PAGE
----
Thursday 13 December 2018

Remembering days of Debbie

Sir - The devastation and three sad deaths caused in Ireland by Hurricane Ophelia brought back vividly to me the horror of storms and especially Debbie in September 1961.

I was going to secondary school each day by train to Castlerea at the time, and only went on that Saturday morning as my school were playing a college match. The match was cancelled but with no phone at home or mobile there was no way of getting the message to me.

It was a lovely sunny morning as I was setting out, but little did I know what was to unfold later.

On hearing from my teacher, Miss O'Flanagan, that the match was cancelled, I settled into a bit of study in the school as the next train home was not until 12.30.

It was then that the storm started in earnest. The windows were rattling, slates were flying and it was complete pandemonium in Castlerea.

I made my way to the station at 12.15, dodging slates and all kinds of objects driven by the storm, to be told the trains were all cancelled due to trees being down on the lines. With no way of notifying my poor parents who were terrified at home, I decided to set off walking to my home 14 miles away.

I had persuaded the owner of Hunt's bicycle shop to give me the loan of a bicycle (he gave it only because we shared the same surname), but with all the trees down blocking my path and me cycling against the wind and lifting the bicycle over fallen trees, I decided to walk with my bicycle.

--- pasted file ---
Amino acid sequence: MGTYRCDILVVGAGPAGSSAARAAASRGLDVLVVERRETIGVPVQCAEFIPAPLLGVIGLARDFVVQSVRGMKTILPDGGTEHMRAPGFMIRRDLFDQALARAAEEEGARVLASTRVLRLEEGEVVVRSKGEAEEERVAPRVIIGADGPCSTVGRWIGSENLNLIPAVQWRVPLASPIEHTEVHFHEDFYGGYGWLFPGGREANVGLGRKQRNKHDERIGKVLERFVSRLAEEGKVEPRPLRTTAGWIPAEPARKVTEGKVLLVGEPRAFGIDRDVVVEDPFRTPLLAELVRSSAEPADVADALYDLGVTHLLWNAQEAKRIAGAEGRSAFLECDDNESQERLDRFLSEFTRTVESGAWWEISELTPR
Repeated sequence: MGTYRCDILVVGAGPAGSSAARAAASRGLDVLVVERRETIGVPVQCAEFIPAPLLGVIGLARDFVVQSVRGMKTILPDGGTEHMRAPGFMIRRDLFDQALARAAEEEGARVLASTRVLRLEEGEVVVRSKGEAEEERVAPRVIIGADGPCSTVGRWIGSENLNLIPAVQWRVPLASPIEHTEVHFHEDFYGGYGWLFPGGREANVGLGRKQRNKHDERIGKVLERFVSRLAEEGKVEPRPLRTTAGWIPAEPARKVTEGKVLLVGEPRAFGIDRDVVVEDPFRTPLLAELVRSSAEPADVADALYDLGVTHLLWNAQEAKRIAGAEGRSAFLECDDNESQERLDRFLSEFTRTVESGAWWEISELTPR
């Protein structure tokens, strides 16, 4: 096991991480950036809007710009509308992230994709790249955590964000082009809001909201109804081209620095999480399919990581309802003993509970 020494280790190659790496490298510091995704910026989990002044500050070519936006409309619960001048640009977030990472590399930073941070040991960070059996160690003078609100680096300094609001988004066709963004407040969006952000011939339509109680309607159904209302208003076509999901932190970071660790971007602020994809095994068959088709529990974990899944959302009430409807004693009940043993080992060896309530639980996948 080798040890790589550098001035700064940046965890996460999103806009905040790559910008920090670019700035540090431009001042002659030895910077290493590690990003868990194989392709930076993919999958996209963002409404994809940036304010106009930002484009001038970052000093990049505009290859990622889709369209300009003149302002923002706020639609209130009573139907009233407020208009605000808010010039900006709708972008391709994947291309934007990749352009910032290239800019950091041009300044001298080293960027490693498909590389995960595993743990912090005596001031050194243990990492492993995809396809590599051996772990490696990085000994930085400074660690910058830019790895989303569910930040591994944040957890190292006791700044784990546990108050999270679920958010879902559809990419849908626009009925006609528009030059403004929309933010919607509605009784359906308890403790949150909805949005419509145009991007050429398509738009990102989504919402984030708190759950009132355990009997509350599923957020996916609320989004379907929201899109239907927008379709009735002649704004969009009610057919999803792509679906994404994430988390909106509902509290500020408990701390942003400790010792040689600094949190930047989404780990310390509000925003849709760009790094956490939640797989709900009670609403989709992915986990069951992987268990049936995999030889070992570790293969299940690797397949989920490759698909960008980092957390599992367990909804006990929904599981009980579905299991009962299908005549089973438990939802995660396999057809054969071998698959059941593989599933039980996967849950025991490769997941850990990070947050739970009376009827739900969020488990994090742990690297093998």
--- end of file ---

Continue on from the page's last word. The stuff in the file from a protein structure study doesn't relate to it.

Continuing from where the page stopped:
I eventually got home after some hours - cold, wet and sore after being buffeted by the winds and rain - to be met at the door by my parents who were so glad to see me home safe.

It transpired that the roof had been blown off our outhouse, an acre of our stooked barley had been blown away and our large rick of hay had been overturned on to the road through our village. It was all very upsetting and costly to my parents, but I was home safe and that was my parents' only concern.

My father had to yoke his horse and cart and fork every bit of hay and make a new rick the next day, and the outhouse was duly re-roofed, but the acre of barley was never seen again.

Modern technology, especially mobile phones, would have got the message to my poor mam and dad that their son was safe and sound, and I can now understand their anguish at the time.

Ophelia did lots of damage to certain parts of Ireland, and unfortunately caused fatalities, but at least we had the consolation that we were notified about it days in advance and could make some preparation for its arrival. Hurricane Debbie and so many other storms and hurricanes of old just arrived with little warning.

Murt Hunt,

Ballyhaunis, Co Mayo

Sunday Independent

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